Cure rates for most treatments remain 90+% and more treatments which use Protease and Polymerase inhibitors are on their way. (Protease and Polymerase are two different approaches in destroying the virus, they combine to be far more effective than alone/with Ribavirin)
So what happens when you're not part of the 90+%?

When you've spent years of your life becoming familiar with health insurance, FDA studies, and in hospitals/clinics. When you grow up memorizing hallways, bizarre wallpaper, medical pamphlets and illustrated guides, all of this seems pretty normal.

I've pressed on past each failure, and usually each time they've found a more specific reason why it didn't work.

I have failed five different treatments, and recently I found out why.

I have three mutations which combine to prevent protease inhibitors from working properly.

Originally I was under the impression that I had the q80k polymorphism (it's a weird mutation that can prevent protease inhibitors from working without a combo of meds) which was an accurate assumption until better tests were able to pinpoint why Harvoni did not work.

While failing one protease inhibitor does not mean another may fail, it does reduce the chance of success significantly.

The combination of mutations I have prevents Ledipasvir (the protease part of Harvoni) and most NS3/4a inhibitors from working as intended.

NS3/4a inhibitors = protease inhibitors= Olysio/Simeprevir, Daclatasvir, Ledipasvir, etc...

So what happens now?

Nothing. Now that I know which drugs I cannot take, it means searching the web for any potential studies which are for Treatment experienced, f4 decompensated patients who cannot take protease inhibitors.

Why I say nothing, is because that's presently what I've found. I'm certain that at some point they'll find a new way to attack the virus but until then my life waits.

I'm uncertain how long I'll live. Depending on my luck, I could have a few years still until transplant.

Transplant is an extension, the likelihood that my liver will decompensate within a year is about 50%, as I will re-infect it. I could push a few more years past that, but it's hard to say.

To say that this isn't depressing would be absurd.

When a chilling reality like this hits i accept it, i embrace it, i understand it, and i forget it.

I accept that my health outlook is grim and will ultimately defeat me.

I embrace the problem and refuse to define myself by it.

I understand the precautions and limitations I face are guidelines, not rules (but seriously though, some are still rules).

I forget it, because the focus isn't on it, my focus is on me.

To move forward i must turn inward and find small bits of motivation to get me moving.

An object in motion will stay in motion.

Thursday, July 30, 2015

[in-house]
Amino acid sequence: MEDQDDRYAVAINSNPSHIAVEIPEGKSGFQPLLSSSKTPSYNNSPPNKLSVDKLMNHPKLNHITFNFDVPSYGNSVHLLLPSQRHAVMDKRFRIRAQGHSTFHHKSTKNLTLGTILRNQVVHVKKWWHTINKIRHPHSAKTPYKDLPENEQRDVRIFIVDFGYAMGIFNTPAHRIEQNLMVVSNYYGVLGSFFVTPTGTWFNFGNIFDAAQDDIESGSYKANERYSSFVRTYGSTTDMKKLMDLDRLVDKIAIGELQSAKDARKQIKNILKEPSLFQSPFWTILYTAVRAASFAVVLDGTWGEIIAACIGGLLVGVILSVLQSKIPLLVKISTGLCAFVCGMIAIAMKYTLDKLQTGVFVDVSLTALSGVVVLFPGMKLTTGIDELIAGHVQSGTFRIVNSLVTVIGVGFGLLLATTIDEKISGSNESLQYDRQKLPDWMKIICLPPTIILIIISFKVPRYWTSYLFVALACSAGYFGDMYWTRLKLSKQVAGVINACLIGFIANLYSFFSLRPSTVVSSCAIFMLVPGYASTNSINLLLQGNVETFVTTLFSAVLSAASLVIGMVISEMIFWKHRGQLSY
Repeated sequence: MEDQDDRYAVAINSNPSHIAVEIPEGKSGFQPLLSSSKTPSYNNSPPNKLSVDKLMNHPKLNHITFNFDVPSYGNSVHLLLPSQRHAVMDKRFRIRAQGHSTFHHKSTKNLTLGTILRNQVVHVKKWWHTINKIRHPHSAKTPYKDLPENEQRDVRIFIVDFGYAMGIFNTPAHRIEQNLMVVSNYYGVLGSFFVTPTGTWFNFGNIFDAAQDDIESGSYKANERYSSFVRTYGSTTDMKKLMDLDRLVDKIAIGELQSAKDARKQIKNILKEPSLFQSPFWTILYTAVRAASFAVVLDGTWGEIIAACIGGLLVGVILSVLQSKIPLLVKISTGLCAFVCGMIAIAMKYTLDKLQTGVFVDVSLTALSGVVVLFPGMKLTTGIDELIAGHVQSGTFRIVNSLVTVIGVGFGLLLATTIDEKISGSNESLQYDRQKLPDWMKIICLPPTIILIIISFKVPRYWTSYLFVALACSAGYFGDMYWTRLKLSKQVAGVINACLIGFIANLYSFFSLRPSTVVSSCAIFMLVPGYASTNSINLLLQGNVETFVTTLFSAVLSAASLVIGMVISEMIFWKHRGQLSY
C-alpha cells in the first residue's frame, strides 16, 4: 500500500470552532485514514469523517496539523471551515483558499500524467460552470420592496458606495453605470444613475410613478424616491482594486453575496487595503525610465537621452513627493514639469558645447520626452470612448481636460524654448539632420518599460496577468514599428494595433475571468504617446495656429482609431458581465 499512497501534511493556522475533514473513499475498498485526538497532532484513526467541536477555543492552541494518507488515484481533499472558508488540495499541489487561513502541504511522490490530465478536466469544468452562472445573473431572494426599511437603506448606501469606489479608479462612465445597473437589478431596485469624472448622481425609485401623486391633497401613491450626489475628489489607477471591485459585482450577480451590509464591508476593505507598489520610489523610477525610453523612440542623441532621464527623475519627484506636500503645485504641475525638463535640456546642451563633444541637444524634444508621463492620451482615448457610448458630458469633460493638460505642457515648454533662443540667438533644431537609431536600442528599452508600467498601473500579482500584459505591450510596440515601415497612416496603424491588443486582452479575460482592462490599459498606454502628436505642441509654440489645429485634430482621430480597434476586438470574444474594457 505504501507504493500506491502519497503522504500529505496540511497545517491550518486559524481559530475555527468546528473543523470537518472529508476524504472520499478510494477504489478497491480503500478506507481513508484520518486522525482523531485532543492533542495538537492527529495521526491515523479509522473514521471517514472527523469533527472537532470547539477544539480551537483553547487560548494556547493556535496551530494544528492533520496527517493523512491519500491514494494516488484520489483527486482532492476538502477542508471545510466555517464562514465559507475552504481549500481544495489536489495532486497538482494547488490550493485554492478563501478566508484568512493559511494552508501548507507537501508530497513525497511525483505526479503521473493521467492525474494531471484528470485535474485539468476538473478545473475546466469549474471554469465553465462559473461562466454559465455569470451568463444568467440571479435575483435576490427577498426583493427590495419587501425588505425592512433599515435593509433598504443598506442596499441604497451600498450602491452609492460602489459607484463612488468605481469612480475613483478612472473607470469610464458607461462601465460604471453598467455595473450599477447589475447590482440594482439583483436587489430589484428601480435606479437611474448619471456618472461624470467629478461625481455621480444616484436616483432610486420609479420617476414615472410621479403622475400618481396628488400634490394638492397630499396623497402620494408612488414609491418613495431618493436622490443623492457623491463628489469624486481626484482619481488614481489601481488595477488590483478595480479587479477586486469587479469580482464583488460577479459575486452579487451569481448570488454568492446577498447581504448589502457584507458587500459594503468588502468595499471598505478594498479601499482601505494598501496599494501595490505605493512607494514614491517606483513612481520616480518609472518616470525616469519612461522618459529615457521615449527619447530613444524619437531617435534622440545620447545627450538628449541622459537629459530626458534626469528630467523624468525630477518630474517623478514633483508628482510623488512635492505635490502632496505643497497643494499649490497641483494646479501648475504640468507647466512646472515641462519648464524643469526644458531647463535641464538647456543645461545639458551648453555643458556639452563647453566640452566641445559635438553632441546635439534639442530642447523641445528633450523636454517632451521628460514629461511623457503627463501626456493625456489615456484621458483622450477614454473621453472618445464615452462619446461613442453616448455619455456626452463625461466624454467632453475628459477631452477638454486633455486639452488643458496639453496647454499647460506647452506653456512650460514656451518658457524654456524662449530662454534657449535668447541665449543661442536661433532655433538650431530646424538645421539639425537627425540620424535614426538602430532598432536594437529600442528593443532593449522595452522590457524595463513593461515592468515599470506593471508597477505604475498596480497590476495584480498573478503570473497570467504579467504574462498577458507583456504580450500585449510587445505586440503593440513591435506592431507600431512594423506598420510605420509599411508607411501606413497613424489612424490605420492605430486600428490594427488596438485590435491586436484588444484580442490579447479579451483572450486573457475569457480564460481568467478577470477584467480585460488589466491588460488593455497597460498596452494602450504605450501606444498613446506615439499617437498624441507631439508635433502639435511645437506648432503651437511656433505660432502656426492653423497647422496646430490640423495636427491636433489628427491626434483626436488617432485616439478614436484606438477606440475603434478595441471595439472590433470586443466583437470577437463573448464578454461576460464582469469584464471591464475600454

The Locked Warehouse Doors

Before Viekira Pak, Sovaldi, and Harvoni...

There was Incivek (telaprevir) the $83,509 Drug

When it came out it was heralded as a wonder drug, because it nearly doubled the (SVR)cure rate of HCV meds at the time.

It cured my mother, but while she was on it she had multiple transfusions and her anemia was controlled by ProCrit (a red-blood cell boosting drug). It was later found out to have been a direct contributor to several deaths, and thousands who took it were left with permanent skin damage regardless of success of treatment or not.


When the drug was pulled from the market, there was a feeling in the HCV community. When a cure with rates that good is pulled, even if it carries a black-box(may cause death) label from the FDA, some would risk it.

I nearly died while on it due to my anemia and bursting esophageal varices. From that point on, like many F4 patients I was barred from using Interferon for new treatments.

The term warehousing became popularized with HCV patients. In 2013 Sovaldi and Viekira Pak were undergoing trials and it was believed by many that there would be a host of new drugs being released within a few years (referring to 2014/2015)


The existing treatments' side effects were troublesome, and the results were poor in late 2012 after Incivek became taboo. Patients who could have taken those treatments opted not to because when your options are to feel terrible for 48 weeks and 50% chance, or wait a year or two for a 12-24 week treatment with a 90%+ chance...it's not hard to see the appeal. Especially when you consider that majority of the deferring patients would have been in the F0-F2 category, which has minimal symptoms.



Now, back to 2015. Sovaldi, Harvoni, Viekira Pak and other partner medications like Olysio and Daclatasvir have been released. Every Pharmaceutical is throwing in their hat. Merck is even entering the all oral ring early next year with a grazoprevir elbasvir combo similar to Harvoni. Drug makers are ensuring that each of the drugs targets specific genotypes, and it's not purely scientific. In doing so it allows them to rush the FDA approval process for what's called "Breakthrough therapy" designation. The result is a whole lot of new HCV drugs that treat lots of genotypes of HCV.